The only other performance that stands out as being noteworthy is Josh Gad as LeFou, who does help the bad guy, but has enough sense to notice who the real beast in the story is when the proper time comes.  Not that the cast is entirely to blame.  The musical numbers are largely from the animated film (with a few new ones added for Oscar consideration), but they seem so stiff and pale this time around.  It really was a shock to see the perfect chorography of the original film slowed down to the degree it is.  In the original movie, everyone was moving so fluidly, that to come to this and watch scenes where characters largely stand around and sing…well, it made me wonder if Condon had thought to maybe at least check out the Broadway production?  Speaking of which, none of the Broadway numbers show up here.  Some of tunes appear in the background score and there were plenty of opportunities to include them, but for whatever reason none appear.  I don’t even know why they decided to make this in the first place.

Now, I should be completely honest and admit that, yes, there’s a VERY good chance this movie would have been more enjoyable had the animated film not existed!  It’s one of those things that nag at the back of a critic’s mind, to be comparing to the far superior product, and have to stop and ask yourself if that is even fair.  Taken on its own, maybe this version of “Beauty & the Beast” isn’t that bad?  Well, of course if we ignore the original movie this is a solid movie in its own right.  Again, though, it goes out of its way to remind you that the original exists.  It tries to recreate little moments the first film had with little success.  The studio may claim the ballroom scene is supposed to be new, but if that is the case, why do they wear the iconic dress and suit from the original?  For that matter, why recreate scenes that animation has much more freedom to make lively in the first place?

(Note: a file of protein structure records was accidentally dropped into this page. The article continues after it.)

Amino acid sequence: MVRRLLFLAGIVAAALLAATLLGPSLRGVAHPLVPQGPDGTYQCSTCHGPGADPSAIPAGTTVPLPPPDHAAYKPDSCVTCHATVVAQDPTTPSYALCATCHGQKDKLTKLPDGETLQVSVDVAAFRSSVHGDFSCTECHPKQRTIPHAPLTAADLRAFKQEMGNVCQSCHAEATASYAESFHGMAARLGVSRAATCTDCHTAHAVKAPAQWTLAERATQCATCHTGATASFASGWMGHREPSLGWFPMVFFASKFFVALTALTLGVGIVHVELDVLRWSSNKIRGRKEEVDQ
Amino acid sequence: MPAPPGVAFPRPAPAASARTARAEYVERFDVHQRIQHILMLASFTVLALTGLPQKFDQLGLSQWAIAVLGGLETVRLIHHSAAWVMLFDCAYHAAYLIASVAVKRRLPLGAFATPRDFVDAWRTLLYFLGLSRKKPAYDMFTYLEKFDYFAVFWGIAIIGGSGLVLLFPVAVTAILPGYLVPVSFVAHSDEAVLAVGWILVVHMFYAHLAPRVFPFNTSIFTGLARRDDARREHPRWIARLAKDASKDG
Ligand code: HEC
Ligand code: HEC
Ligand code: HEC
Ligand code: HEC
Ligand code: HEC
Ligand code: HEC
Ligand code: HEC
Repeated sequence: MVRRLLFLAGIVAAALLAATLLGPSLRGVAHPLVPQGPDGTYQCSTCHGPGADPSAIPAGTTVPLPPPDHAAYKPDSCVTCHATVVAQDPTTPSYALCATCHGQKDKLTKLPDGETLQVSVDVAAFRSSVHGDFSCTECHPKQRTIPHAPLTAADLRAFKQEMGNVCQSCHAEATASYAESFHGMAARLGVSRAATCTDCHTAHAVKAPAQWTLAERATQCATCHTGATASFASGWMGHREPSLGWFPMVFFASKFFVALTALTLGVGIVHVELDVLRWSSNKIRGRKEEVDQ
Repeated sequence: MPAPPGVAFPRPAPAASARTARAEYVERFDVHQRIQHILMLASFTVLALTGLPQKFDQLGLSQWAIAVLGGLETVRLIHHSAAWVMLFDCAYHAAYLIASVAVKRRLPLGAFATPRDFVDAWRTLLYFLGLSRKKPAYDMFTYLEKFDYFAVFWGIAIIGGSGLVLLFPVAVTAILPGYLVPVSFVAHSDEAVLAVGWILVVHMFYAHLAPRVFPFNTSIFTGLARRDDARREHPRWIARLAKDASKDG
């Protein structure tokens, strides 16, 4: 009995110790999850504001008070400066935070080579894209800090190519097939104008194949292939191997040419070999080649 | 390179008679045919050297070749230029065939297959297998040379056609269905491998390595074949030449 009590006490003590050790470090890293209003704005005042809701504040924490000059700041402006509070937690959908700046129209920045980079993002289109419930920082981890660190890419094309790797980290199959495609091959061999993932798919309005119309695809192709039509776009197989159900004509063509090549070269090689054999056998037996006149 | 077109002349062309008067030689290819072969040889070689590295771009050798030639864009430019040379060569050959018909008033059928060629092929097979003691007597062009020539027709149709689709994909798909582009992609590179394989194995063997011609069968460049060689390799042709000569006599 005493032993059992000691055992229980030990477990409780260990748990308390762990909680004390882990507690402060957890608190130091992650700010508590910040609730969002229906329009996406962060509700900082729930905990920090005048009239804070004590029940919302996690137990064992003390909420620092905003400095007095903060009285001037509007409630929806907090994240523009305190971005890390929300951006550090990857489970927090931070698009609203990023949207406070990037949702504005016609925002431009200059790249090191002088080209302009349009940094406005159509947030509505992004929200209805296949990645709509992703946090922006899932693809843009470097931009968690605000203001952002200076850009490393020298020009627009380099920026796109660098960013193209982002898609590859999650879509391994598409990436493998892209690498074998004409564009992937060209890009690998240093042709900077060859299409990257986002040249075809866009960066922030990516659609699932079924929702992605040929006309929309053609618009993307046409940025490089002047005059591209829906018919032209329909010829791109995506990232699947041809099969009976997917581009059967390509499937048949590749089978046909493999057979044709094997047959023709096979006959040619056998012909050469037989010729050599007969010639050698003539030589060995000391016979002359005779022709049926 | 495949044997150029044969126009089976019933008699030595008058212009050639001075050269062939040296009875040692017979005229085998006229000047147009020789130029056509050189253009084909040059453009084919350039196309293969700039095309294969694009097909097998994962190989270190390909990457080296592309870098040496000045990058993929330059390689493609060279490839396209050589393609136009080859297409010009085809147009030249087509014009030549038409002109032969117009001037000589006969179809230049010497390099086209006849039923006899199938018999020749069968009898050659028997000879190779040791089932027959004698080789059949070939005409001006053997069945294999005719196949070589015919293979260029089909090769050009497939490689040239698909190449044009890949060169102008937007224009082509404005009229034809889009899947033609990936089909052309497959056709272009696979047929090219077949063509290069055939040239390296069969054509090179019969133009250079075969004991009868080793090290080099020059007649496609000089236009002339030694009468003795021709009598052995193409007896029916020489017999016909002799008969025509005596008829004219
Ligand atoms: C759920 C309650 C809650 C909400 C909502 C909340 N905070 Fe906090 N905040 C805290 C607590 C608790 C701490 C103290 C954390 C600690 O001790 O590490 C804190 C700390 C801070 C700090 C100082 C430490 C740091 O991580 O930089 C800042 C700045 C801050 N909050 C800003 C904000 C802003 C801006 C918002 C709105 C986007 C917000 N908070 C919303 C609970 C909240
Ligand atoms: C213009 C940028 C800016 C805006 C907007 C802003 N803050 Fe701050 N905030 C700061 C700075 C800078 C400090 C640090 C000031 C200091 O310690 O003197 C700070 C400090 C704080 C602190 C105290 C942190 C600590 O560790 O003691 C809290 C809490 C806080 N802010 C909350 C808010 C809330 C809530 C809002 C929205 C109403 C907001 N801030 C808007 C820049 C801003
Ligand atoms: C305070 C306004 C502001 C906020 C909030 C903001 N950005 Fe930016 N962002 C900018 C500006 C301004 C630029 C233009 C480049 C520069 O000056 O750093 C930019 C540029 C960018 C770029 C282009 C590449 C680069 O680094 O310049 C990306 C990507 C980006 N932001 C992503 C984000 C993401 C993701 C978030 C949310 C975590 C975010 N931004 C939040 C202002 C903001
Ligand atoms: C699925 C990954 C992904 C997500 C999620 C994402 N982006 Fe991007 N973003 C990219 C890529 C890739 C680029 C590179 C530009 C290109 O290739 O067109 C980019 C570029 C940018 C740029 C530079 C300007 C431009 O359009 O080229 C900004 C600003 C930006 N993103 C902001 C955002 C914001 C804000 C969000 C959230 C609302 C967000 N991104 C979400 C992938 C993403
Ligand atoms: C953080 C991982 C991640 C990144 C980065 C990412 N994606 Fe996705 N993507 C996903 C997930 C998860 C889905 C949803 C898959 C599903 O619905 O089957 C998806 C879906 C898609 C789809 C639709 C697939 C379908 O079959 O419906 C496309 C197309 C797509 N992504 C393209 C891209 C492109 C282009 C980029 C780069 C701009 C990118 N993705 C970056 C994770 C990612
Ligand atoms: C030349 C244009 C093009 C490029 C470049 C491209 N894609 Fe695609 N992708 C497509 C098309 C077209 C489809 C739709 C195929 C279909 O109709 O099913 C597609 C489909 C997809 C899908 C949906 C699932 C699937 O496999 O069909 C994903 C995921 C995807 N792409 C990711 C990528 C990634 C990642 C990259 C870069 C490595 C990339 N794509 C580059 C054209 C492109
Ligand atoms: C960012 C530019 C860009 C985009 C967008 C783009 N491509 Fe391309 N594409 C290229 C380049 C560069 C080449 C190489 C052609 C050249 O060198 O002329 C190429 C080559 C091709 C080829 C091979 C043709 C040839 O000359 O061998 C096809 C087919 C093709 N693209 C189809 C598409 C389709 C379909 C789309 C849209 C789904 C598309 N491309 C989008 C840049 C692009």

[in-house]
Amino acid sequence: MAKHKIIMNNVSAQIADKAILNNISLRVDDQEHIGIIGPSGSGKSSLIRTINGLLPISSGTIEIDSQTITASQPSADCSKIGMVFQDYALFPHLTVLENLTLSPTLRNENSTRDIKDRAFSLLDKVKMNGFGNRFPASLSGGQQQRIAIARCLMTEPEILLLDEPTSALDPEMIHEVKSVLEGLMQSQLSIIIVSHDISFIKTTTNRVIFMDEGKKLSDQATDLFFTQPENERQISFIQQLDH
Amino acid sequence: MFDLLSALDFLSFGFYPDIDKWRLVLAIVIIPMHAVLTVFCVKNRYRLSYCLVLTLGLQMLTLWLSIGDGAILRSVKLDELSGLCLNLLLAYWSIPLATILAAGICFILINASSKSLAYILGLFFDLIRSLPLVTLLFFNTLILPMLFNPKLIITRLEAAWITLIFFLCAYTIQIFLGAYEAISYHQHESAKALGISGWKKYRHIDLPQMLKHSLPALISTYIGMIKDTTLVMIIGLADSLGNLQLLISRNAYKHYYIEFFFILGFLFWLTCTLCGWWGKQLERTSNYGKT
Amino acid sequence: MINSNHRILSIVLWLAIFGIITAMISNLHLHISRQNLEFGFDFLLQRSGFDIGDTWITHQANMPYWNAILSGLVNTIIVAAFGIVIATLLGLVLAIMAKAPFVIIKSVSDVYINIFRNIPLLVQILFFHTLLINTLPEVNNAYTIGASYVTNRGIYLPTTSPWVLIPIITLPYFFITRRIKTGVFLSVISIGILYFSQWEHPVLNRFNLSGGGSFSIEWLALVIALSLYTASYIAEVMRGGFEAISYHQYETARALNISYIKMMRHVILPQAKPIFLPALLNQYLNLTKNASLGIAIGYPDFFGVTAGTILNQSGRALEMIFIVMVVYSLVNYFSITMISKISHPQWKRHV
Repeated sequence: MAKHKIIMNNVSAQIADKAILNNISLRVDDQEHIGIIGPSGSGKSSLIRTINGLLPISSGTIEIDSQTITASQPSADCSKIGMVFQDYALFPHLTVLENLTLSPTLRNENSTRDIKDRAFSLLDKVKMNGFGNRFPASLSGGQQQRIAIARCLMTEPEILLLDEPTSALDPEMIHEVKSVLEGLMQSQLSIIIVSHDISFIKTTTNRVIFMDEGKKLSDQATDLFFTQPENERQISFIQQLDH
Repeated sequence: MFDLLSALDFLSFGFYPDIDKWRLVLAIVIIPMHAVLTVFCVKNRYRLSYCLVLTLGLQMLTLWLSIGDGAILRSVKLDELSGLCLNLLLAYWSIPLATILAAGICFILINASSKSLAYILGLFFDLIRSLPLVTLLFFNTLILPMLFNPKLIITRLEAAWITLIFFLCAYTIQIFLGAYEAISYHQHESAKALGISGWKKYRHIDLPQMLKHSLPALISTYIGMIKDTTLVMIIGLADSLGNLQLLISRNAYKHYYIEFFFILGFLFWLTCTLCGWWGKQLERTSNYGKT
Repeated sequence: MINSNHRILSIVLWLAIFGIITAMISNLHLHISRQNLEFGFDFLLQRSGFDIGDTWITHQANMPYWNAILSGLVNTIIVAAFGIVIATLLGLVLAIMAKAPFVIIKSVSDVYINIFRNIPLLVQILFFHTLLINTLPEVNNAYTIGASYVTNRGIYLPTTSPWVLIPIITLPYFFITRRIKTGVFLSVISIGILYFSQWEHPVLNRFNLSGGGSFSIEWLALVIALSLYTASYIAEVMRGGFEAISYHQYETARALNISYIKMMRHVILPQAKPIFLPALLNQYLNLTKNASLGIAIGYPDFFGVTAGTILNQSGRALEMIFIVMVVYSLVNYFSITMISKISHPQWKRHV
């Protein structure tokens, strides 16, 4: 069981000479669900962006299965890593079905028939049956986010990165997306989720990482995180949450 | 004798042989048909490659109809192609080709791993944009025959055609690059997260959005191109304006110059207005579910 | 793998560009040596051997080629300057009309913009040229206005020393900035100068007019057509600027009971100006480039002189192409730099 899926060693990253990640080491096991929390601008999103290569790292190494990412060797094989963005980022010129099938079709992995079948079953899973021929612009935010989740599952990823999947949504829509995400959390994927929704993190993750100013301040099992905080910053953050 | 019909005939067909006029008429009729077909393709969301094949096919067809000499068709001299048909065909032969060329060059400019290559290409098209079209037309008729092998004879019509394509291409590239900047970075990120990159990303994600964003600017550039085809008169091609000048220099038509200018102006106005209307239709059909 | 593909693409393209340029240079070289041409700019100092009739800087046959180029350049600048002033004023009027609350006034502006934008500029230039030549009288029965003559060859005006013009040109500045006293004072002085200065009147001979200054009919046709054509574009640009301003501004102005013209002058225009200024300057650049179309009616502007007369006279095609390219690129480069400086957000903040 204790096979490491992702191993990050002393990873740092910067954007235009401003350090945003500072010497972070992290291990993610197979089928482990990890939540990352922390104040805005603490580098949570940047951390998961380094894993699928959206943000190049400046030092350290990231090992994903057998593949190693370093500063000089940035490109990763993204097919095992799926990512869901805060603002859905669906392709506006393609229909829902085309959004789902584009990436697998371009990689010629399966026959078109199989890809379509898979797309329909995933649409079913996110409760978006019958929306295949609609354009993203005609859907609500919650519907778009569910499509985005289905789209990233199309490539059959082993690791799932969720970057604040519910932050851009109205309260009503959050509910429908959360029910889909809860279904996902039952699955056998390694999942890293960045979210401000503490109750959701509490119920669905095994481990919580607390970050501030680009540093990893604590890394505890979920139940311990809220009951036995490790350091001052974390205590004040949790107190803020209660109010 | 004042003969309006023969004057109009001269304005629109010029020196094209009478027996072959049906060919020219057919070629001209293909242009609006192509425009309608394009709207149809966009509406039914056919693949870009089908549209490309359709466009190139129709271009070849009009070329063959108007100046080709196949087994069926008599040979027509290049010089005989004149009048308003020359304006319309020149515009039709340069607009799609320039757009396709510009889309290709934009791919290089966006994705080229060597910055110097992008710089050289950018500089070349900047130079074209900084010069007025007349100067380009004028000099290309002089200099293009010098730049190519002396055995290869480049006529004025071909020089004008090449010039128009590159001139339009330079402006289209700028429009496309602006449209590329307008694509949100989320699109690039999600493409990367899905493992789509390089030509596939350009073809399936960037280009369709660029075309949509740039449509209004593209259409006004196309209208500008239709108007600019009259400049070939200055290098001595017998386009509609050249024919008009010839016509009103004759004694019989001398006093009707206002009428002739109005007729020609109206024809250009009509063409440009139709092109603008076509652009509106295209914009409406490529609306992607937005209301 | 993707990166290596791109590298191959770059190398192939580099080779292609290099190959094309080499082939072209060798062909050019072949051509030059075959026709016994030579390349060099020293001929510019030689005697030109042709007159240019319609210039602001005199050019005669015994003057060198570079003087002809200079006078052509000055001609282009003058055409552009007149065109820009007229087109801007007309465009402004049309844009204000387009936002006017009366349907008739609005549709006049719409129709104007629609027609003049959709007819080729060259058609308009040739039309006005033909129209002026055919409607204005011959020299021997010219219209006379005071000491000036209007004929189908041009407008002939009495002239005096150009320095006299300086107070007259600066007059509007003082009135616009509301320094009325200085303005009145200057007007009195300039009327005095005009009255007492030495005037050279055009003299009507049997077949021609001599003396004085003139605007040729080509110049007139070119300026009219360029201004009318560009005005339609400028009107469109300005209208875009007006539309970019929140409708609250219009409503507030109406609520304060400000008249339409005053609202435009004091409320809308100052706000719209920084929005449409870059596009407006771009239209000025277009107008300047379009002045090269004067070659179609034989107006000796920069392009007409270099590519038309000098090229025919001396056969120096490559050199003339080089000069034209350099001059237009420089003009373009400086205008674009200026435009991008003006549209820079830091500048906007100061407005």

I have no doubt kids will enjoy “Beauty & the Beast.”  I have no doubt it will stroke nostalgia for people who remember seeing the original as a kid.  I know I must man up and assign a score to this thing, but I know it’s not going to tell the whole story (this is why you should read the reviews you reference).  If the original hadn’t existed I could see me giving this a three and half to four-star grade.  However, the original does exist.  You can’t undo it.  Making this version live action doesn’t make it more relevant than the animated one.  For all the hype and waiting with baited breath, the sad fact is you could have been watching a better version of this movie for the last twenty years should you have taken time out of your day to do so.  In the original Cogsworth says a corny joke about a rusty old hall, snarking “if it aint broke, don’t fix it.”  My advice to Disney from this point on would be “if it ain’t broke, don’t remake it.”

Parents, unlike the first movie, this one does require some parental guidance.  The violence is much stronger, a little bloodier, and there is a subplot involving the plague that is likely to scare young kids.  Rumors of blatant homosexual content seems to have been blown wildly out of proportion though.  Recommended for ages 8 and up.